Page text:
The study reviewed the data of 295 men, born between 1900 and 1920, from the Finland, Italy and Netherlands Elderly (FINE) Study. Beginning in 1990, researchers measured the duration and intensity of physical activities such as walking, bicycling, gardening, farming, sports, odd jobs, and hobbies. Cognitive functioning was tested with the Mini Mental State Examination.
The study showed that over 10 years the cognitive decline in men who had reduced their daily physical activity by an hour or more was 2.6 times greater than the decline in men who maintained their activity.
Men who performed their daily physical activity with a lower intensity 10 years later had a 3.6 times stronger decline than men who maintained the intensity level. Men who engaged in activities of the lowest intensity had up to 3.5 times greater decline than men who participated in activities with a higher intensity. There was no decline among those who increased the duration or intensity of their activities.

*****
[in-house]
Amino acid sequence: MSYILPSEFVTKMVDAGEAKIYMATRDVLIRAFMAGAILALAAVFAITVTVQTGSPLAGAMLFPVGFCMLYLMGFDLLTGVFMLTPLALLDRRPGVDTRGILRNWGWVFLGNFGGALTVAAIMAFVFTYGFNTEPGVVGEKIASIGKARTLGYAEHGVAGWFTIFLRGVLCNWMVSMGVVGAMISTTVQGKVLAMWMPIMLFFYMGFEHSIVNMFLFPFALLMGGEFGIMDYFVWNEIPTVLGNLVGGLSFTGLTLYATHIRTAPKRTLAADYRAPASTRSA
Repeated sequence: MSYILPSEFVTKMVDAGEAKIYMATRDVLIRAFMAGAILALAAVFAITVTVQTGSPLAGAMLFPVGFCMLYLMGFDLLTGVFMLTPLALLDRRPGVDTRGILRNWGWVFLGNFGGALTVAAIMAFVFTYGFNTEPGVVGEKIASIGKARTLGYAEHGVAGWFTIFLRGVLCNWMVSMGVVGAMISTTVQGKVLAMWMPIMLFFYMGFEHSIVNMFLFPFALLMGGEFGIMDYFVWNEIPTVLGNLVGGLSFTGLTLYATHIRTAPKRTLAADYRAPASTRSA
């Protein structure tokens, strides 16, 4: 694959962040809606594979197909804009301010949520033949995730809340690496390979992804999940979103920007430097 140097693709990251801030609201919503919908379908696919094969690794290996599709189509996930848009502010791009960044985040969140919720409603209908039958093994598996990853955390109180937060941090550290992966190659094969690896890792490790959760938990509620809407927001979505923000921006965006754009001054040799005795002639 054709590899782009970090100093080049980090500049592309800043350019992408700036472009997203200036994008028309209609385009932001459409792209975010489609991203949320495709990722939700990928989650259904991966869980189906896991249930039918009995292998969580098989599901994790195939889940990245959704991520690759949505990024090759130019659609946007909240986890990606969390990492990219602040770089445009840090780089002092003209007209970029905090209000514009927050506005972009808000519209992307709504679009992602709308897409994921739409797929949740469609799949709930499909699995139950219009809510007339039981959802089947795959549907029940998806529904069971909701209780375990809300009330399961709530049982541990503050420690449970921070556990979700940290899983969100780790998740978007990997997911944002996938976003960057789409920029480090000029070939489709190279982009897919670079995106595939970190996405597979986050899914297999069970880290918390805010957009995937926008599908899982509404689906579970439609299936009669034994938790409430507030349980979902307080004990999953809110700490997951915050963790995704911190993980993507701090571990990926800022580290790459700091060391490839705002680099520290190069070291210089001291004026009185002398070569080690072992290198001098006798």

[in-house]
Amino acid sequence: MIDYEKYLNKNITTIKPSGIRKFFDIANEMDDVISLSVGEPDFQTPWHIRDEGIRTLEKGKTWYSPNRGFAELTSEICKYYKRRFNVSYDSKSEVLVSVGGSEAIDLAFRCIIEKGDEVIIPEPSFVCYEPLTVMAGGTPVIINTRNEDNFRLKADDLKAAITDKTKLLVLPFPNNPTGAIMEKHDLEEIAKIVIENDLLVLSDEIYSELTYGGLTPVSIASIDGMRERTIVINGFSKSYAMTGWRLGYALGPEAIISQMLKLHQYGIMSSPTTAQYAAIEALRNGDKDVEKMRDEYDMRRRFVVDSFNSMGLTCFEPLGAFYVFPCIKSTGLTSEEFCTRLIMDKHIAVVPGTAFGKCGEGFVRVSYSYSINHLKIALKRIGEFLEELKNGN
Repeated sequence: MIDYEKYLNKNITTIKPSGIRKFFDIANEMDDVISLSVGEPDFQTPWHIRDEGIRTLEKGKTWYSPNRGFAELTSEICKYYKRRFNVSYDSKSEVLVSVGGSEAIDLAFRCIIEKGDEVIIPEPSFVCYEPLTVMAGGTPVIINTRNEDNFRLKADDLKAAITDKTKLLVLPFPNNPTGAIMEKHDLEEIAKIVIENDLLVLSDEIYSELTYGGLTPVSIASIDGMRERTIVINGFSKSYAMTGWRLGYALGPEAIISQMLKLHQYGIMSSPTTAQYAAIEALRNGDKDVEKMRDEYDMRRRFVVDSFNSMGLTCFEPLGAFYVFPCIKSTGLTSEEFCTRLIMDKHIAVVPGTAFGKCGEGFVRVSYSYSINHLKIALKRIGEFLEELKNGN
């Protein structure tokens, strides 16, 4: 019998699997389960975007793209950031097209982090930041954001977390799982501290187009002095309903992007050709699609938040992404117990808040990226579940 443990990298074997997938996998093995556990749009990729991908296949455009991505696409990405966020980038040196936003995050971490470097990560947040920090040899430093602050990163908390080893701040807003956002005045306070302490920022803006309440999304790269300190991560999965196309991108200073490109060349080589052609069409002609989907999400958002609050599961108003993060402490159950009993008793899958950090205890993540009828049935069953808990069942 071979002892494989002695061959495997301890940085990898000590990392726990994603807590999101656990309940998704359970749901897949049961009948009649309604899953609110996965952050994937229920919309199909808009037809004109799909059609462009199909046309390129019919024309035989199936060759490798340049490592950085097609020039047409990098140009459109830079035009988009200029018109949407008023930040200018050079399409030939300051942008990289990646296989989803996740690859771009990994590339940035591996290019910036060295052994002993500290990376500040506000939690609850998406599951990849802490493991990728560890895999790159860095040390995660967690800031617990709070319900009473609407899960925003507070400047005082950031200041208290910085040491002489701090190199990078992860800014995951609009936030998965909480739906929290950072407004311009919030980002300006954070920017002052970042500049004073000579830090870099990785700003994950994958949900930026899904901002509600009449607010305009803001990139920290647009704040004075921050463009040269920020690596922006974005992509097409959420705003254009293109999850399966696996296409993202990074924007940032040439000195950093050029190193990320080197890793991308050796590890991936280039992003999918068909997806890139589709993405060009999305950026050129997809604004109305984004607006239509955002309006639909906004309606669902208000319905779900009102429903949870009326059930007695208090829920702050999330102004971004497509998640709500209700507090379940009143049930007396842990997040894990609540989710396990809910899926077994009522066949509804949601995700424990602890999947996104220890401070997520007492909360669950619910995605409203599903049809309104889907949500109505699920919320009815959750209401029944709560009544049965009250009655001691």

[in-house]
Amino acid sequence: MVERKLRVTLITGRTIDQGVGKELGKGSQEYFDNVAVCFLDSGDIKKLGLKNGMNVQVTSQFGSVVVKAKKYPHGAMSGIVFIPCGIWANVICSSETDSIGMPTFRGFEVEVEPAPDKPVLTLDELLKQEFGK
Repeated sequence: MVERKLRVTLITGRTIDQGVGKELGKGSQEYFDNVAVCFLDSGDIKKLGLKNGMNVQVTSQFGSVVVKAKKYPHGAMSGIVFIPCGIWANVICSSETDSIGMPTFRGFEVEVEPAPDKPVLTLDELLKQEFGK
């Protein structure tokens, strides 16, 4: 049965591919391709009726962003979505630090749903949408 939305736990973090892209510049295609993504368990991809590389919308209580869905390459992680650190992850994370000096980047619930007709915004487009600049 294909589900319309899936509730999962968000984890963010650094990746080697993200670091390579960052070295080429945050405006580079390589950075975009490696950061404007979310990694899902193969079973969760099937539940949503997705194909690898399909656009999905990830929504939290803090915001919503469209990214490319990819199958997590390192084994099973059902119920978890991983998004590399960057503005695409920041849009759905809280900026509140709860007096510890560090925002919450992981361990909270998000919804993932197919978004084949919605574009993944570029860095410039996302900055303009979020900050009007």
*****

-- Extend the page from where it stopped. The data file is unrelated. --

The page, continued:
Activities of medium-to-low intensity, such as walking three miles per day, was associated with less cognitive decline than the lowest-intensity activity like walking less than three miles per day. The benefit of the medium-to-low intensity activities is that it will be easier for people to participate in them and achieve favorable results, compared with activities with a higher intensity, according to study author Boukje M. van Gelder, MSc.
"Our study suggests that being physically active in old age could keep the brain fit," said van Gelder, of the National Institute for Public Health and the Environment in Bilthoven, the Netherlands.